When the Norse settled Iceland, its walrus disappeared

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A unique population of Icelandic walrus went extinct shortly after Norse settlement about 1,100 years ago, research finds.

Walrus hunting for the ivory trade was probably the cause of extinction. It’s one of the earliest examples of commercially driven overexploitation of marine resources.

The presence of walruses in Iceland in the past and its apparent disappearance as early as in the Settlement and Commonwealth periods (870–1262 CE) has long puzzled the scientific world.

The walrus (Odobenus rosmarus) grows up to three meters (10 feet) long and lives up to 40 years. The male weighs up to 1,500 kilo (3,300 pounds), while the female is slightly smaller. Both males and females have tusks.

Walruses live throughout the Arctic in two subspecies, the Atlantic and Pacific walrus. The Atlantic walrus, to which the Icelandic belonged, numbers approximately 30,000 animals and occurs in north-eastern Canada, Greenland, Svalbard, and north-western Russia.

DNA, carbon dating, and literature

In the journal Molecular Biology and Evolution, scientists from Denmark, Iceland, and Holland address the question by analyzing ancient and contemporary DNA along with carbon-14 dating of walrus remains. They supplement that work with the localities of the remains, place names, and references to walrus hunting in the Icelandic Mediaeval literature, including the Icelandic Sagas.

“Natural History Museum collections provide a remarkable window into the past, which with modern day technology allow us to explore the past effects of human activities and environmental change on species and ecosystems. This can be further put into context by studying the Icelandic Mediaeval literature, historic place names, and zooarchaeological sites,” explains instigator of the research Hilmar J. Malmquist, director of the Icelandic Museum of Natural History in Reykjavik, Iceland.

The scientists used carbon-14 dating of walrus remains found in Iceland to reveal that walrus inhabited Iceland for thousands of years, but disappeared shortly after the country’s settlement around 870 CE by the Norse. The researchers extracted DNA from natural finding sites and archaeological excavations of walrus samples, and compared to data from contemporary walruses. They documented that the Icelandic walrus constituted a genetically unique lineage, distinct from all other historic and contemporary walrus populations in the North Atlantic.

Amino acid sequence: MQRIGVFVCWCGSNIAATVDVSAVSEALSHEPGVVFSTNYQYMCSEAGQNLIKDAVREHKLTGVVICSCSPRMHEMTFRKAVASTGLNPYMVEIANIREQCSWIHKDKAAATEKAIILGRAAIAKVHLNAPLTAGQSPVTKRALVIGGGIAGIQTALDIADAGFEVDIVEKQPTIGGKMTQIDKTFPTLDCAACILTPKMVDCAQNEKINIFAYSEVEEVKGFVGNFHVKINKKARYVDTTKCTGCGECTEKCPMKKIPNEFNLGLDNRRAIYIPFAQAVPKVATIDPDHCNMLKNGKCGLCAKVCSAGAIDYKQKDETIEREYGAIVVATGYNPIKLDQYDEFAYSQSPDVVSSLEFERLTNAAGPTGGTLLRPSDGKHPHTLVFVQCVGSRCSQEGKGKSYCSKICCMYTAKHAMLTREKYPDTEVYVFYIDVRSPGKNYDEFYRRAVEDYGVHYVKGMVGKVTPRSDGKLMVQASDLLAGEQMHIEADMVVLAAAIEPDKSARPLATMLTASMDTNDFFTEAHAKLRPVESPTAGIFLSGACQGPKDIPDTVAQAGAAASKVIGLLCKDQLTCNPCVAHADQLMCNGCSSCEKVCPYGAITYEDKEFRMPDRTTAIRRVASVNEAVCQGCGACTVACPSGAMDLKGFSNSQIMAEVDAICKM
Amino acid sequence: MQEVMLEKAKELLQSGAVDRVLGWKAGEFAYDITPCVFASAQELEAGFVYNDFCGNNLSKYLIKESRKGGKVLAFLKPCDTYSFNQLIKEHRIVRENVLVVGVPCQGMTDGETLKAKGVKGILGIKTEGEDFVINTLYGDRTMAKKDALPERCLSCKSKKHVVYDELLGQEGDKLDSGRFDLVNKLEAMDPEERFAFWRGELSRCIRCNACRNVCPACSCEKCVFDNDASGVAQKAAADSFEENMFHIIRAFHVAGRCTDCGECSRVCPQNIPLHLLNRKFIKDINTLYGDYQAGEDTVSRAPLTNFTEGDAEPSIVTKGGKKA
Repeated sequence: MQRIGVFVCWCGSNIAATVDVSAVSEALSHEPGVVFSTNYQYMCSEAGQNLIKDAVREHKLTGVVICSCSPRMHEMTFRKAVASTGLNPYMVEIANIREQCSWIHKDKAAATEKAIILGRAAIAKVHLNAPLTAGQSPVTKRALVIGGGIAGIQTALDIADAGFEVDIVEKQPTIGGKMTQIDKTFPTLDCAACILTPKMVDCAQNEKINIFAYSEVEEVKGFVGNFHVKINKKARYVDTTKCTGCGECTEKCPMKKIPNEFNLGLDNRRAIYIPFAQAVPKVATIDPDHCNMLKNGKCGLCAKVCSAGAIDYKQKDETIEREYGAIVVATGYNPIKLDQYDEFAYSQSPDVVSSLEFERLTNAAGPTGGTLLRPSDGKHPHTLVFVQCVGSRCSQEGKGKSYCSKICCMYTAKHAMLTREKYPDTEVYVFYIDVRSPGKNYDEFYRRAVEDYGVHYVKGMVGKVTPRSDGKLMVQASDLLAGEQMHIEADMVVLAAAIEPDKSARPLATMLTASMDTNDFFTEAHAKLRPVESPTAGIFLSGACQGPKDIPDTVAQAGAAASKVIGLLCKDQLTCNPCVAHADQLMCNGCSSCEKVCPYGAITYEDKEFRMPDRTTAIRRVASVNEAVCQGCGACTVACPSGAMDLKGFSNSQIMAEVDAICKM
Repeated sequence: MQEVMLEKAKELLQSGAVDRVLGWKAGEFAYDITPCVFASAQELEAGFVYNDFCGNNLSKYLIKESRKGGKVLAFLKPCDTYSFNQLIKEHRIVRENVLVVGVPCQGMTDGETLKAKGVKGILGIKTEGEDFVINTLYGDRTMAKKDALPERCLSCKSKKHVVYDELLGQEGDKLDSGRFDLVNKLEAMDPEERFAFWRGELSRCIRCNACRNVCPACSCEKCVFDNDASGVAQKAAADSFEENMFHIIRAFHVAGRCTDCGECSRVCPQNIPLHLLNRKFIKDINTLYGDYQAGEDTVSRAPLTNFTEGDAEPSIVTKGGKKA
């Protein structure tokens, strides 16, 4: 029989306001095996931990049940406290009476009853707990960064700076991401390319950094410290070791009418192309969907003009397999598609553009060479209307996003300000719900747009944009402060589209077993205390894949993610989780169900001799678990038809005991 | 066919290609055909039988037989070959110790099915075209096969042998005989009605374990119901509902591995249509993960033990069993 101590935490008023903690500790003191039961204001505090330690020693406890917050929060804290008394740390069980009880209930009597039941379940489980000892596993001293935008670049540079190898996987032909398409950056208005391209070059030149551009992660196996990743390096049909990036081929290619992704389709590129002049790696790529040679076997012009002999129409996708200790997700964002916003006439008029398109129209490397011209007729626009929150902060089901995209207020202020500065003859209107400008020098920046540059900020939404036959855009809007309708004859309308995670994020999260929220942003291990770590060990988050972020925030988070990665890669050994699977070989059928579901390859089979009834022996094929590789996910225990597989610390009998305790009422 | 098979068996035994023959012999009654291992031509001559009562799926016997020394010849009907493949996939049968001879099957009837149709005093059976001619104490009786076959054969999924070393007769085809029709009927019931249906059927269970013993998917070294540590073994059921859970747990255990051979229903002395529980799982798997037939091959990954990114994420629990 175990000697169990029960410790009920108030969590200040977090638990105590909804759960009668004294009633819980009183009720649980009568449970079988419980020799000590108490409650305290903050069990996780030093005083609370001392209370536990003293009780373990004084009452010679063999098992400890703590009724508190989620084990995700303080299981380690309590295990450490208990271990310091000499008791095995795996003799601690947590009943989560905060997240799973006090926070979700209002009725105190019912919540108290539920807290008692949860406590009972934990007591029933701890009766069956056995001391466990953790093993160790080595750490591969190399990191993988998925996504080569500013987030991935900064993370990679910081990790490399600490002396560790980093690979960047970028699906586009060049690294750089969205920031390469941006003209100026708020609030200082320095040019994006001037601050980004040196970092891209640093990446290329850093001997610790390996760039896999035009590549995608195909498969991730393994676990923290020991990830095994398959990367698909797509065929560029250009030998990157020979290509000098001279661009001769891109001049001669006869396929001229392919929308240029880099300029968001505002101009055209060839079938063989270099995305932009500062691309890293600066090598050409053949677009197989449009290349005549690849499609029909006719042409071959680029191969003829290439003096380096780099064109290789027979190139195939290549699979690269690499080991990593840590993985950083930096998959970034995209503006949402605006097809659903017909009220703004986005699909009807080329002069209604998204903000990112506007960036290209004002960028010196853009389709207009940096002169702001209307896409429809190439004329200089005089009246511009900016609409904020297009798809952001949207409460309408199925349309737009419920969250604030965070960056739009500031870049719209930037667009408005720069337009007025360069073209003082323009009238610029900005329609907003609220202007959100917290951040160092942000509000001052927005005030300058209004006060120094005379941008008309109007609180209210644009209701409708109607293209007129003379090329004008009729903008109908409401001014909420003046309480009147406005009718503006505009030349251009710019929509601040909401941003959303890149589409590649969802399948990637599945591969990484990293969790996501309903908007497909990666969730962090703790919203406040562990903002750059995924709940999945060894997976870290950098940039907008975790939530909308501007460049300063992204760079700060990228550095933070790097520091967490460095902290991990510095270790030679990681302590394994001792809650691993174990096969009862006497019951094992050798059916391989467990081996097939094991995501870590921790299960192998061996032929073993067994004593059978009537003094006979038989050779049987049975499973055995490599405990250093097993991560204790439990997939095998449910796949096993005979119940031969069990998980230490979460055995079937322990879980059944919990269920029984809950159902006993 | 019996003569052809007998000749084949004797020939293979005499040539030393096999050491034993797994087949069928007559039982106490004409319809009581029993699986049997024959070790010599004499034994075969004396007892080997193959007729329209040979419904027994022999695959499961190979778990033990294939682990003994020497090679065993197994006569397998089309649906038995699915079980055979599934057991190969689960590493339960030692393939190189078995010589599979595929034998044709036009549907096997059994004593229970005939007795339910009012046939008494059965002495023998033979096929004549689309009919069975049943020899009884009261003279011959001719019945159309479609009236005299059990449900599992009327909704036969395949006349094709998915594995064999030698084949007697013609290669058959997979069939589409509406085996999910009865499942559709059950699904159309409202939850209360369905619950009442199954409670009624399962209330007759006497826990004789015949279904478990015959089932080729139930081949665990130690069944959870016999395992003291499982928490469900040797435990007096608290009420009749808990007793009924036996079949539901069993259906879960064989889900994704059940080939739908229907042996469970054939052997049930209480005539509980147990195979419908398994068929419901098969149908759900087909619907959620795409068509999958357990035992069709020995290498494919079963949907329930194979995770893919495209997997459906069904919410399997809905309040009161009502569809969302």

Walrus tusks and other resources

“Our study provides one of the earliest examples of local extinction of a marine species following human arrival and overexploitation. It further adds to the debate about the role of humans in the extinction of megafauna, supporting a growing body of evidence that wherever humans turn up, the local environment and ecosystem suffers,” says Morten Tange Olsen, assistant professor at the Globe Institute of the University of Copenhagen.

Walrus ivory was a luxury good in high demand and widely traded across Viking Age and Medieval Europe. Beautifully ornamented tusks have been documented as far away as the Middle East and India. Most examples of trade and human overexploitation and extinction of local marine resources are more recent, such as overfishing, and commercial whaling for the past three centuries or so.

“We show that already in the Viking Age, more than 1,000 years ago, commercial hunting, economic incentives, and trade networks were of sufficient scale and intensity to result in significant, irreversible ecological impacts on the marine environment, potentially exacerbated by a warming climate and volcanism,” says lead author Xénia Keighley, who is completing a PhD at the Globe Institute in Copenhagen and the Arctic Centre in Groningen.

“The reliance on marine mammal resources for both consumption and trade has so far been underestimated.”

Additional members of the research team are from the University of Iceland, the Archaeological Office in Iceland, the Icelandic Museum of Natural History, the University of Groningen, and the University of Copenhagen.

The work is part of the ArchSci2020 PhD Training Network, which has received funding from the European Union’s Framework Programme for Research and Innovation Horizon 2020, as well as the US National Science Foundation.

Source: University of Copenhagen